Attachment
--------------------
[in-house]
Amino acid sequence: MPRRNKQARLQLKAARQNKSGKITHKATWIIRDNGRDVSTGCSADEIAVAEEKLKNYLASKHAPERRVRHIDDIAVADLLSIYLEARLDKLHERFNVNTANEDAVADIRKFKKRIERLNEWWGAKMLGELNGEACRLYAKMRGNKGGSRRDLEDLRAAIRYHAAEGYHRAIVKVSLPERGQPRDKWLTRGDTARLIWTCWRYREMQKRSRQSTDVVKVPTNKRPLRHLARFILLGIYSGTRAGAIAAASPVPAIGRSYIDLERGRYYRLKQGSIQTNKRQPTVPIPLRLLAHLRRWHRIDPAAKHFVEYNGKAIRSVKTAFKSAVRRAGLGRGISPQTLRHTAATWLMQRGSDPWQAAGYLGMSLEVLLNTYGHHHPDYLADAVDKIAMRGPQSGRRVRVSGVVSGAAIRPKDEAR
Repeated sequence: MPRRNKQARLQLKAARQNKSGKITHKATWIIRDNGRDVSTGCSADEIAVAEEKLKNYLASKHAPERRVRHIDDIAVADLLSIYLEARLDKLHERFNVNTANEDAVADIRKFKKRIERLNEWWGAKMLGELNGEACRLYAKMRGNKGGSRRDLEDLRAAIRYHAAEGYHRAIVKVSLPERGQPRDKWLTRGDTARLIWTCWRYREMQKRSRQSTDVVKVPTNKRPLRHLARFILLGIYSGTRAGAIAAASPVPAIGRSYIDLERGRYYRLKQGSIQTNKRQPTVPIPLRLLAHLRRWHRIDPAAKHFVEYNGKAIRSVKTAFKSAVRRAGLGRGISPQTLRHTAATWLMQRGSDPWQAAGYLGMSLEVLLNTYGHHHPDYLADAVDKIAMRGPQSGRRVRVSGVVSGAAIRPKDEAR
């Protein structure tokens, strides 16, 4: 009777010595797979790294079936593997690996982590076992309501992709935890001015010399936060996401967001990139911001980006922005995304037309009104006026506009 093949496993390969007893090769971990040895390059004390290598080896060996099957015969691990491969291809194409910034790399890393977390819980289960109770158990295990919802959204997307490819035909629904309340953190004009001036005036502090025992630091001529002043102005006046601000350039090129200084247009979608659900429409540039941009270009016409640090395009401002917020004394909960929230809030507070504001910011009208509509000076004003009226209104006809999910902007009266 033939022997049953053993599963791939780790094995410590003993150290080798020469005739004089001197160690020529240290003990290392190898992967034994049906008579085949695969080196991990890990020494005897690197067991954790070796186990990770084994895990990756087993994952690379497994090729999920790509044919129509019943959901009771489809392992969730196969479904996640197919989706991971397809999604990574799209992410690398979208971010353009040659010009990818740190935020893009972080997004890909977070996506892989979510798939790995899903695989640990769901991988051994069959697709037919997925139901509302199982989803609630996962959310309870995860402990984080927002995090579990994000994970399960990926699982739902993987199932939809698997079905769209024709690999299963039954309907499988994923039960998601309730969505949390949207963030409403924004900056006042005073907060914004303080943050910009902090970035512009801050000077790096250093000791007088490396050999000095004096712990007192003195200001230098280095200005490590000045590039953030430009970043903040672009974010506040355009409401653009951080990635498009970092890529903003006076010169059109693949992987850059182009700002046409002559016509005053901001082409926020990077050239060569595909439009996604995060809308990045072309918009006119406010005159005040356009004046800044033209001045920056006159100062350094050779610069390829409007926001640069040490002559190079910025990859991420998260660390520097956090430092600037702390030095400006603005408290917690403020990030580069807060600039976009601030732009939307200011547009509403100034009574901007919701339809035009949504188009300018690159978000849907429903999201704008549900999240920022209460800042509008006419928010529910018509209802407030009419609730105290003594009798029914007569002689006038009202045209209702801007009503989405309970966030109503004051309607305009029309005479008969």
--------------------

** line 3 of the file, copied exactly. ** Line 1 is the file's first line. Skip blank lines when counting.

Repeated sequence: MPRRNKQARLQLKAARQNKSGKITHKATWIIRDNGRDVSTGCSADEIAVAEEKLKNYLASKHAPERRVRHIDDIAVADLLSIYLEARLDKLHERFNVNTANEDAVADIRKFKKRIERLNEWWGAKMLGELNGEACRLYAKMRGNKGGSRRDLEDLRAAIRYHAAEGYHRAIVKVSLPERGQPRDKWLTRGDTARLIWTCWRYREMQKRSRQSTDVVKVPTNKRPLRHLARFILLGIYSGTRAGAIAAASPVPAIGRSYIDLERGRYYRLKQGSIQTNKRQPTVPIPLRLLAHLRRWHRIDPAAKHFVEYNGKAIRSVKTAFKSAVRRAGLGRGISPQTLRHTAATWLMQRGSDPWQAAGYLGMSLEVLLNTYGHHHPDYLADAVDKIAMRGPQSGRRVRVSGVVSGAAIRPKDEAR